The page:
by Michael Lewyn

I. Why this site?

After reading Rand McNally and numerous other “livable city” ratings, I decided to create my own. But this is a livable city guide with a difference: one that answers the simple question “where can I function without a car and still feel relatively safe?” Specifically, I rate American cities based on various indica of transit/pedestrian-friendliness and on their crime rates.

As you can see, this method of calculation works equally well for any unit for which crime statistics and transit usage statistics are available – that is, units ranging from metropolitan areas to the smallest suburban municipalities (although not for most unincorporated suburbs or for neighborhoods within a city, since crime statistics are rarely available for them).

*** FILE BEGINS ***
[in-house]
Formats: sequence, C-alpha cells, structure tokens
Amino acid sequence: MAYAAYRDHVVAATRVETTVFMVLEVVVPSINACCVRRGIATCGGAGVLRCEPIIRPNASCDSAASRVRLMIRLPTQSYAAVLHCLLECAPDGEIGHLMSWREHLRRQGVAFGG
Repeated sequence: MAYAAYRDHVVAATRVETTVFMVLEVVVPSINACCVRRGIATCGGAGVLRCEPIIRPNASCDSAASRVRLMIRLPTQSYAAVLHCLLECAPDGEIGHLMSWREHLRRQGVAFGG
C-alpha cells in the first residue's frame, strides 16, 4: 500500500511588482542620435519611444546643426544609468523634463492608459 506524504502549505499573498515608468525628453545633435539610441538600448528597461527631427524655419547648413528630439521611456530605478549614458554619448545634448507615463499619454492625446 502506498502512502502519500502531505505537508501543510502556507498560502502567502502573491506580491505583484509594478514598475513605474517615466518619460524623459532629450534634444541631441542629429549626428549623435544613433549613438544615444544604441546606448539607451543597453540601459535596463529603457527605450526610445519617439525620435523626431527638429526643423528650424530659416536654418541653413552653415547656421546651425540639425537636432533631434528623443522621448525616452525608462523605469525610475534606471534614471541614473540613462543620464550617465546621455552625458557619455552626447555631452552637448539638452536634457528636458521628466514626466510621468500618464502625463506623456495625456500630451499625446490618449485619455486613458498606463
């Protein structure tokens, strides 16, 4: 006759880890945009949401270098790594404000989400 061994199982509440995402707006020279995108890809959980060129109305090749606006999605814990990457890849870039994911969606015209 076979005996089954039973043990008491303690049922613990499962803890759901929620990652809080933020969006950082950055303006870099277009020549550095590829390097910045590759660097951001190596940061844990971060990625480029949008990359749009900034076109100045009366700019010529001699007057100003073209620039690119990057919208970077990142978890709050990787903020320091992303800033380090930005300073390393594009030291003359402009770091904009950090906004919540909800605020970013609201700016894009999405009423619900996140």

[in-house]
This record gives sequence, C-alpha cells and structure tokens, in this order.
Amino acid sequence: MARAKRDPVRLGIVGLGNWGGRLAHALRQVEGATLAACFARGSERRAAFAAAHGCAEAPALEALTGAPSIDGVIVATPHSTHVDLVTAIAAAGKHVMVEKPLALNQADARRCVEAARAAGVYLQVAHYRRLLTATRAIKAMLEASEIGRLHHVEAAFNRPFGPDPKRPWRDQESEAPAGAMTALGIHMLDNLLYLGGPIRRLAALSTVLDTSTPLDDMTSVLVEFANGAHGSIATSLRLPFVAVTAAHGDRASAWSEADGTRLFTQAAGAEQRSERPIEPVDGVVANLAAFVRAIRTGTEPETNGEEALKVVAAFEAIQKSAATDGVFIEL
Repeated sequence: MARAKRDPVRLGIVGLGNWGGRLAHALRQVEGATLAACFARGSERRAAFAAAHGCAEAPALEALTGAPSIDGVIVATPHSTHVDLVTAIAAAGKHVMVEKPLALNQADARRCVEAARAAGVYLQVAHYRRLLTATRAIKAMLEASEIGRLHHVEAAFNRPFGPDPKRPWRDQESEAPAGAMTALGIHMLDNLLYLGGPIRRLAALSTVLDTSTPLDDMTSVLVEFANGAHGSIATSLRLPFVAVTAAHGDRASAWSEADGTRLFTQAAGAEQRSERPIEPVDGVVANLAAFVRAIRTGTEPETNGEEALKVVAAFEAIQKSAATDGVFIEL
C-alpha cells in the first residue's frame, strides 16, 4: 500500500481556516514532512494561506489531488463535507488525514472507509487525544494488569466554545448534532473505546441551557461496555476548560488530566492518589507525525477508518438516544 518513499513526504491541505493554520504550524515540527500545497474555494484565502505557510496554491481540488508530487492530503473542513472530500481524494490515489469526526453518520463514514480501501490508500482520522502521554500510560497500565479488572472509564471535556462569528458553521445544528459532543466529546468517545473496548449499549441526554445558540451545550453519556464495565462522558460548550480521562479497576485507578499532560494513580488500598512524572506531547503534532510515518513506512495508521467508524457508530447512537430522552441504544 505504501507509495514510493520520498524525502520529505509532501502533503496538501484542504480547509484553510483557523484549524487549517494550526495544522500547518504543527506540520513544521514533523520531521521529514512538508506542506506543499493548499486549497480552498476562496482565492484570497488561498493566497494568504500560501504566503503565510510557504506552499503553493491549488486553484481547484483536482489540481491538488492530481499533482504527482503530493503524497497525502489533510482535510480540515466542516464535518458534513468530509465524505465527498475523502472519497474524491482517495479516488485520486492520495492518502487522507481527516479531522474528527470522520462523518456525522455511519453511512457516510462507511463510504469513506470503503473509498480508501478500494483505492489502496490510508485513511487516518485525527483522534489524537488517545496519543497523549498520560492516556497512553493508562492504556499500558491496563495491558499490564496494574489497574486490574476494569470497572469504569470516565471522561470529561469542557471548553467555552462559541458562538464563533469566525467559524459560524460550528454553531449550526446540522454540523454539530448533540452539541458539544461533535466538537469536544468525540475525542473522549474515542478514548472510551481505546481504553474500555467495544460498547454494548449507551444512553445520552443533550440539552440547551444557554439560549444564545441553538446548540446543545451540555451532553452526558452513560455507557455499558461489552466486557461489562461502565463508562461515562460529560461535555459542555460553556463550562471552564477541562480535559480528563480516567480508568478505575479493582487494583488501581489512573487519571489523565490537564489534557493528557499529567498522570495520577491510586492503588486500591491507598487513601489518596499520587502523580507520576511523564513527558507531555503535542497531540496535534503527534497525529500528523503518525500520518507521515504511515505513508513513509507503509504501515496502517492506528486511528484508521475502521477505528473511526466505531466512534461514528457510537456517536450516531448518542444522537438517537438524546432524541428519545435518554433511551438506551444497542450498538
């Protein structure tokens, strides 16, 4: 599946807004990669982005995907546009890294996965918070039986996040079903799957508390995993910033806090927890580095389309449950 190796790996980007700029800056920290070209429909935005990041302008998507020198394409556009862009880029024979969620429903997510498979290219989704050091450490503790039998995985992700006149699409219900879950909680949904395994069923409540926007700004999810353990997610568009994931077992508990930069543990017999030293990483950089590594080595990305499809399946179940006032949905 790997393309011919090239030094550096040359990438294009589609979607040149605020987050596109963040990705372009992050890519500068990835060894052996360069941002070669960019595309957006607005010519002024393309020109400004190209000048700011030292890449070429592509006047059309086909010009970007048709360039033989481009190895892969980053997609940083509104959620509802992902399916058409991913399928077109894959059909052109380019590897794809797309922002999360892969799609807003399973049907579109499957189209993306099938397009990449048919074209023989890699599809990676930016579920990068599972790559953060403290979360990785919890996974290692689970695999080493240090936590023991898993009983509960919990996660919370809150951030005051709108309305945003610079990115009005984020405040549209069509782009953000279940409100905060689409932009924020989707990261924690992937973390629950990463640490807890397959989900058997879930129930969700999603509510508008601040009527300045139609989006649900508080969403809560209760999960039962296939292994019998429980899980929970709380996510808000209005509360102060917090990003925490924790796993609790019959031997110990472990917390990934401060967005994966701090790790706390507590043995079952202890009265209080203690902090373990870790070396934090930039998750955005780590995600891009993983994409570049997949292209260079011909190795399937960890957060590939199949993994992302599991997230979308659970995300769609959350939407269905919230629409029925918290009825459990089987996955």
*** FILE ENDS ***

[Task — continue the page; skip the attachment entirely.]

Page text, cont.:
II. How I calculate

A. Crime (50% of rating)

Half of my rating is based on grades for two indicia of crime: (1) murder rates and (2) robbery rates (both for 2001 unless otherwise noted). The latter is a good index of random violence because robbery, to a much greater extent than any other violent crime, typically involves strangers. I use murder because murders are more frequently reported to the police than any other crime. (I didn’t use property crimes because the most serious property crime, burglary, tends to be higher in sprawling, auto-oriented cities – so as far as I am concerned burglary rates just duplicate the transit statistics below).

Crime statistics are based on FBI crime statistics at

B. Transportation (50% of rating)

I use three statistics to calcluate the ease of pedestrian/transit commuting: